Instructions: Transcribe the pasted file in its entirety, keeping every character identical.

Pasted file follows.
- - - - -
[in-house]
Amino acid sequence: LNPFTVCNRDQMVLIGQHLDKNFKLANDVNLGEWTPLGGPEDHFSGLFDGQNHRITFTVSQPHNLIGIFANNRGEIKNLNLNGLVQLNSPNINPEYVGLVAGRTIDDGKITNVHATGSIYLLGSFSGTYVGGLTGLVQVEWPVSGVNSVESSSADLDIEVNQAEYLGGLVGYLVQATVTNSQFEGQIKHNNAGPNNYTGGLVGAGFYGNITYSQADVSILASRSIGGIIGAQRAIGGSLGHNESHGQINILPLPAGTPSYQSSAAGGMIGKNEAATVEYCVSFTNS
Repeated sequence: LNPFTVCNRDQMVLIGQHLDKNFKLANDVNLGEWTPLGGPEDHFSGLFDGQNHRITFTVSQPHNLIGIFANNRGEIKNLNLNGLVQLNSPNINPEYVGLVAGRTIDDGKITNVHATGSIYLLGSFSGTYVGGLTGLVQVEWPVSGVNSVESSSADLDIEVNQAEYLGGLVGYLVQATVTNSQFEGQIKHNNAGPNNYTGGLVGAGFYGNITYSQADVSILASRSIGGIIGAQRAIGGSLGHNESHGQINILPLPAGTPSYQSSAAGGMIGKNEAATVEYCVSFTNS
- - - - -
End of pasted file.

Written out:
[in-house]
Amino acid sequence: LNPFTVCNRDQMVLIGQHLDKNFKLANDVNLGEWTPLGGPEDHFSGLFDGQNHRITFTVSQPHNLIGIFANNRGEIKNLNLNGLVQLNSPNINPEYVGLVAGRTIDDGKITNVHATGSIYLLGSFSGTYVGGLTGLVQVEWPVSGVNSVESSSADLDIEVNQAEYLGGLVGYLVQATVTNSQFEGQIKHNNAGPNNYTGGLVGAGFYGNITYSQADVSILASRSIGGIIGAQRAIGGSLGHNESHGQINILPLPAGTPSYQSSAAGGMIGKNEAATVEYCVSFTNS
Repeated sequence: LNPFTVCNRDQMVLIGQHLDKNFKLANDVNLGEWTPLGGPEDHFSGLFDGQNHRITFTVSQPHNLIGIFANNRGEIKNLNLNGLVQLNSPNINPEYVGLVAGRTIDDGKITNVHATGSIYLLGSFSGTYVGGLTGLVQVEWPVSGVNSVESSSADLDIEVNQAEYLGGLVGYLVQATVTNSQFEGQIKHNNAGPNNYTGGLVGAGFYGNITYSQADVSILASRSIGGIIGAQRAIGGSLGHNESHGQINILPLPAGTPSYQSSAAGGMIGKNEAATVEYCVSFTNS